Metal roof renewal system keeps things cool and improves energy efficiency

In this installment of What Works, a new metal roof renewal system stops leaks and reflects rays.

Elliott Co. (www.elliott-turbo.com) is a single-source supplier for turbomachinery repairs, handling large steam and gas turbines, as well as compressors and turbines manufactured by other suppliers. This division of Ebara Group, headquartered in Jeanette, Pa., operates around the globe in Europe, the Middle East and Africa, Canada, Latin America, the Far East and Australia, and has seven reconditioning facilities in the United States. Its commitment to customer operations with service personnel on call 24 hours a day, seven days a week, makes maintenance even more critical.

The 20-year-old roof on the building housing Elliott’s central offices covers 34,000 sq. ft. with galvanized, corrugated 24-gauge panels, underlain by insulation. Leaks were reported primarily at the seams, a familiar occurrence on metal roofs more than 15 years old. It’s commonly caused by a combination of adhesive dried “pucky” between seams, resulting in seams losing their seal, and years of thermally induced movement.

Leaking seams can be addressed without the high costs of tear-off and replacement. After a thorough review of the options available, Elliott chose a highly solar reflective liquid system supplied by Topps Products, Inc. (www.toppsproducts.com). Backed by a 10-year warranty, the Topps system had the highest elongation and tensile strength and lowest water vapor permeability of any of the products considered, and has independent certification for meeting Energy Star requirements.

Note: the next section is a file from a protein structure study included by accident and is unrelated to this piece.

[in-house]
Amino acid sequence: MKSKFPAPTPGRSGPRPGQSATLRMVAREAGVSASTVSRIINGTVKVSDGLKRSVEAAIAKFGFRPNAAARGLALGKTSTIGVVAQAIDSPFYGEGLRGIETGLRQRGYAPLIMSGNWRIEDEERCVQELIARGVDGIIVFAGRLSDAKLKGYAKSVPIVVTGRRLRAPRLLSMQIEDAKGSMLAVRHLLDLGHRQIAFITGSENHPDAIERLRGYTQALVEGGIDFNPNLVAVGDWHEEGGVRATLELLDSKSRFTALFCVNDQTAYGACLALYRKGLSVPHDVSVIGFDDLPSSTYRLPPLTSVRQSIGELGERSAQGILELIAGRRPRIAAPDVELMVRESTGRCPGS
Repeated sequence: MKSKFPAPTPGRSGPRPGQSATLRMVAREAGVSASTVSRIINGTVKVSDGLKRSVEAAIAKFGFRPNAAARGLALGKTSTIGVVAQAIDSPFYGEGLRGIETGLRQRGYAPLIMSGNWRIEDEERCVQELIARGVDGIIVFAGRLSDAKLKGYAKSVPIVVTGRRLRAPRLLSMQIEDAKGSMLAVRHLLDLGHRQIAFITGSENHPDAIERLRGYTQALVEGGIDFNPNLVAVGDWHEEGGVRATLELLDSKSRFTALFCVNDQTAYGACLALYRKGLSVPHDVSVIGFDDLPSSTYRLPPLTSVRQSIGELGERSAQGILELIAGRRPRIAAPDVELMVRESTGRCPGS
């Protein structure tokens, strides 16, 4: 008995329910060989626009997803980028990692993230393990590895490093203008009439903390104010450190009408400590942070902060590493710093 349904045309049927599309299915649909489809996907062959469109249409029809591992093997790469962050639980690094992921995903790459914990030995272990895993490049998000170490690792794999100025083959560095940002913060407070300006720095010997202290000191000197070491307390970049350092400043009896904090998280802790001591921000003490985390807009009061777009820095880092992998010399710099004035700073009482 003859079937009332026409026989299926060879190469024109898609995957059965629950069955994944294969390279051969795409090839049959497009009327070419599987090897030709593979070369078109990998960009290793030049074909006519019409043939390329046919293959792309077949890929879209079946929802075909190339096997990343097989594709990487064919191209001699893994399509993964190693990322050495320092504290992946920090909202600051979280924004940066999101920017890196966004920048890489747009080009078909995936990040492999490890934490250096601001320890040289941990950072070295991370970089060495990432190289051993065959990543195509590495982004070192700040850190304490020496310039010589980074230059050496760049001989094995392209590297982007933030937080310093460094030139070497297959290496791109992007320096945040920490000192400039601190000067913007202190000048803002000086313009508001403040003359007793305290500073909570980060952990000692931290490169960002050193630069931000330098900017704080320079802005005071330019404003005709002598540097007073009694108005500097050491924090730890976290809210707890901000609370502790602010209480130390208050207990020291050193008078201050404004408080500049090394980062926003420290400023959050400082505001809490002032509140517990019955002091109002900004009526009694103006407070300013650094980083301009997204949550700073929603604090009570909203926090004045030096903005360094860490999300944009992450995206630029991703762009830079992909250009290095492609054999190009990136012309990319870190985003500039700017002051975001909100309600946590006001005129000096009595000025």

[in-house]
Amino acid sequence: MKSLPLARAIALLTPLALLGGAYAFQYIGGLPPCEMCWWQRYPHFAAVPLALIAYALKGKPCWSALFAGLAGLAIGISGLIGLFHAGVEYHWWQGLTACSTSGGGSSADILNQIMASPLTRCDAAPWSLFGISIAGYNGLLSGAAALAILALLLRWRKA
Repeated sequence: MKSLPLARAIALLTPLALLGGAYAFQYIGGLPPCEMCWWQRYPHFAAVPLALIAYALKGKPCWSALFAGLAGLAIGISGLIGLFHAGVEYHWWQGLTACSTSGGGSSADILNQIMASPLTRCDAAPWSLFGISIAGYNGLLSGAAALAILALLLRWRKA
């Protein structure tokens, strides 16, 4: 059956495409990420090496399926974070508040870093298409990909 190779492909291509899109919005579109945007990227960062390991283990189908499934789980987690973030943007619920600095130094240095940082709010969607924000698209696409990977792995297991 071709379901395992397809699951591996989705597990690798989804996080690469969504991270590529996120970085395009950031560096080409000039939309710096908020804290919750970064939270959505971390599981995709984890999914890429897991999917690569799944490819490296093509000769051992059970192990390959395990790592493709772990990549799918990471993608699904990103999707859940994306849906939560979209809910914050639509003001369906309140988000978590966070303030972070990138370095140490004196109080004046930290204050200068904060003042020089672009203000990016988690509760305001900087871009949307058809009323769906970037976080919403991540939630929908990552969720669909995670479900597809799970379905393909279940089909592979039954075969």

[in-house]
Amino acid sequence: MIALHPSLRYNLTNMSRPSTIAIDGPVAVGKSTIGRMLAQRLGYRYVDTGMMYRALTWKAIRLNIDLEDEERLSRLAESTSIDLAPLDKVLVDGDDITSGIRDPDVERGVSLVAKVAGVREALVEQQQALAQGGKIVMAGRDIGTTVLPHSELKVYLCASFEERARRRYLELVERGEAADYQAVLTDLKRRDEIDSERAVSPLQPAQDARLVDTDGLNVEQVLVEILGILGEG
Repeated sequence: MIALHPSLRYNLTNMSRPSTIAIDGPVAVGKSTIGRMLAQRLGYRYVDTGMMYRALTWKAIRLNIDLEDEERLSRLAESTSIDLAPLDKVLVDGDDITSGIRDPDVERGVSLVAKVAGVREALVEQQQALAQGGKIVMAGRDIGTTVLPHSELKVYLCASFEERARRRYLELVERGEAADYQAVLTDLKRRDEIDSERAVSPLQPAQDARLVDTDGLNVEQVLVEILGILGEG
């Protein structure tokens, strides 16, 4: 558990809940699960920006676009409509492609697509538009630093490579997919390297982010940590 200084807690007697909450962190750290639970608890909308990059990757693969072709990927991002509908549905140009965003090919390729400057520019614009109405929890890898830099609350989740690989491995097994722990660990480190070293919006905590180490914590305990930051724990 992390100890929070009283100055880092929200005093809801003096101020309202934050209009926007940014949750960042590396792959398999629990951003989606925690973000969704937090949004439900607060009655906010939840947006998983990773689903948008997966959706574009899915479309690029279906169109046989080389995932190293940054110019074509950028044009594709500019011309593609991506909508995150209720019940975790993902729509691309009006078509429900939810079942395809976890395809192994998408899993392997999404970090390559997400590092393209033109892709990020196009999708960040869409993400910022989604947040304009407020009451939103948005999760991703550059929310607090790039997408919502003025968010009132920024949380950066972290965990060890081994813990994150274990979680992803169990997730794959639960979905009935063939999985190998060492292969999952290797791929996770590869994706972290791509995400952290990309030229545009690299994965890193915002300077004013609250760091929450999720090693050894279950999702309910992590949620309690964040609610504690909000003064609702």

Elliott Facilities Manager George Yatsko selected Tuscano Maher Roofing, Inc. (www.tmrroofing.com) to carry out the application, Mike Maher prepared the job plan and Joe Slapinski supervised the application.

The roof had been inspected thoroughly for hidden as well as obvious problems before the proposal. The seams and fasteners were reviewed and marked as needed for mechanical repairs, a necessary procedure recommended by Topps along with any needed repairs of vent penetrations.

When the Tuscano Maher crew arrived at the facility, the first step was to tighten loose fasteners and make the mechanical repairs. The roof was then thoroughly power-washed to remove dirt and other loose materials. Seams were sealed using the 100% rubber compound RivetGuard, with a sandwich of liquid rubber repair material and PolyCore, a strong polyester rip-stop-like cloth, at critical areas. Each fastener on the roof was sealed with RivetGuard. The vent penetrations (pictured) were carefully sealed with a combination of Polyprene, a highly viscous, all-rubber flashing repair material, and PolyCore.

At this point the roof was watertight and prepared for the two final protective layers of fully adhered liquid rubber Topps Seal Excel protective coating. The highly reflective roof coating system will require less maintenance in the future because the temperature range of the roof surface through heat and cooling cycles is greatly reduced, lowering stress on seams and fasteners.

At Elliott, the fact that the Topps Seal system products meet Energy Star requirements and are backed by CRRC and Title 24 Certification translated into a reduction in kilowatt usage: While the average temperature in August 2007 was 1.1% higher than for the same period in 2006, the building’s cooling system used almost 12% fewer kilowatt hours.

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